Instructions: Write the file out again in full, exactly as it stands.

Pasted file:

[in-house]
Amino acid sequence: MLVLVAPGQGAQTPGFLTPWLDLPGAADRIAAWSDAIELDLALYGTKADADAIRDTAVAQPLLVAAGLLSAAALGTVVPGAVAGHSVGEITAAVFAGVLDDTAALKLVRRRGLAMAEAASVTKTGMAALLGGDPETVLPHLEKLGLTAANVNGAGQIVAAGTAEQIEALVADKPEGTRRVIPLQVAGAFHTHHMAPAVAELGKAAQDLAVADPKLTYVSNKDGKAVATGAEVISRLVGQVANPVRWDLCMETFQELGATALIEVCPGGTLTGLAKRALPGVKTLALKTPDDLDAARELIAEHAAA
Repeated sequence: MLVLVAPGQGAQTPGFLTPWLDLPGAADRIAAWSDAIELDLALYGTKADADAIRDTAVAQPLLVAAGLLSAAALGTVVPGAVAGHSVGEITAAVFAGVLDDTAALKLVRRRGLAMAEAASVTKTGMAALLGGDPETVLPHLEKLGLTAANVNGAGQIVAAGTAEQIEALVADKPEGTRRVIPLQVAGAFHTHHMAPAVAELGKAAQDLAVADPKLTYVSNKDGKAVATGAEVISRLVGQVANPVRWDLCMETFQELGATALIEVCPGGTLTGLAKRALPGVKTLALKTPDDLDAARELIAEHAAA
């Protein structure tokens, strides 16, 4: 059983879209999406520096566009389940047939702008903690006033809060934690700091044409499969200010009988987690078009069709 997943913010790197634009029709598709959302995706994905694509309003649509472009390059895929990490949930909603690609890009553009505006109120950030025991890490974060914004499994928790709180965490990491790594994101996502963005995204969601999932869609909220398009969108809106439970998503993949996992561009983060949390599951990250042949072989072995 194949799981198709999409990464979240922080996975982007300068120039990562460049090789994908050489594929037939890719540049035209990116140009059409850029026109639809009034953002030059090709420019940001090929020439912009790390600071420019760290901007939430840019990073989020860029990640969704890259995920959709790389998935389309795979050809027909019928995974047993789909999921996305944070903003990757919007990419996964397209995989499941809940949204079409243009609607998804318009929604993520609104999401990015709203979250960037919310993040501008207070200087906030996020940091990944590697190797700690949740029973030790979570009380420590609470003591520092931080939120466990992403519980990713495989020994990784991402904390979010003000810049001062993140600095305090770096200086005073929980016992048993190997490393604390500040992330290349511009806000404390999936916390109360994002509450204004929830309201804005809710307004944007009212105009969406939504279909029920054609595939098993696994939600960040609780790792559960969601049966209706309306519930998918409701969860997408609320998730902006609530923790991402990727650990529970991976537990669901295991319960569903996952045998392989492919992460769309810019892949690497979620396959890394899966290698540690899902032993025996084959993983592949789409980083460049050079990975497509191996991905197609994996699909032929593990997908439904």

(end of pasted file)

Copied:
[in-house]
Amino acid sequence: MLVLVAPGQGAQTPGFLTPWLDLPGAADRIAAWSDAIELDLALYGTKADADAIRDTAVAQPLLVAAGLLSAAALGTVVPGAVAGHSVGEITAAVFAGVLDDTAALKLVRRRGLAMAEAASVTKTGMAALLGGDPETVLPHLEKLGLTAANVNGAGQIVAAGTAEQIEALVADKPEGTRRVIPLQVAGAFHTHHMAPAVAELGKAAQDLAVADPKLTYVSNKDGKAVATGAEVISRLVGQVANPVRWDLCMETFQELGATALIEVCPGGTLTGLAKRALPGVKTLALKTPDDLDAARELIAEHAAA
Repeated sequence: MLVLVAPGQGAQTPGFLTPWLDLPGAADRIAAWSDAIELDLALYGTKADADAIRDTAVAQPLLVAAGLLSAAALGTVVPGAVAGHSVGEITAAVFAGVLDDTAALKLVRRRGLAMAEAASVTKTGMAALLGGDPETVLPHLEKLGLTAANVNGAGQIVAAGTAEQIEALVADKPEGTRRVIPLQVAGAFHTHHMAPAVAELGKAAQDLAVADPKLTYVSNKDGKAVATGAEVISRLVGQVANPVRWDLCMETFQELGATALIEVCPGGTLTGLAKRALPGVKTLALKTPDDLDAARELIAEHAAA
């Protein structure tokens, strides 16, 4: 059983879209999406520096566009389940047939702008903690006033809060934690700091044409499969200010009988987690078009069709 997943913010790197634009029709598709959302995706994905694509309003649509472009390059895929990490949930909603690609890009553009505006109120950030025991890490974060914004499994928790709180965490990491790594994101996502963005995204969601999932869609909220398009969108809106439970998503993949996992561009983060949390599951990250042949072989072995 194949799981198709999409990464979240922080996975982007300068120039990562460049090789994908050489594929037939890719540049035209990116140009059409850029026109639809009034953002030059090709420019940001090929020439912009790390600071420019760290901007939430840019990073989020860029990640969704890259995920959709790389998935389309795979050809027909019928995974047993789909999921996305944070903003990757919007990419996964397209995989499941809940949204079409243009609607998804318009929604993520609104999401990015709203979250960037919310993040501008207070200087906030996020940091990944590697190797700690949740029973030790979570009380420590609470003591520092931080939120466990992403519980990713495989020994990784991402904390979010003000810049001062993140600095305090770096200086005073929980016992048993190997490393604390500040992330290349511009806000404390999936916390109360994002509450204004929830309201804005809710307004944007009212105009969406939504279909029920054609595939098993696994939600960040609780790792559960969601049966209706309306519930998918409701969860997408609320998730902006609530923790991402990727650990529970991976537990669901295991319960569903996952045998392989492919992460769309810019892949690497979620396959890394899966290698540690899902032993025996084959993983592949789409980083460049050079990975497509191996991905197609994996699909032929593990997908439904």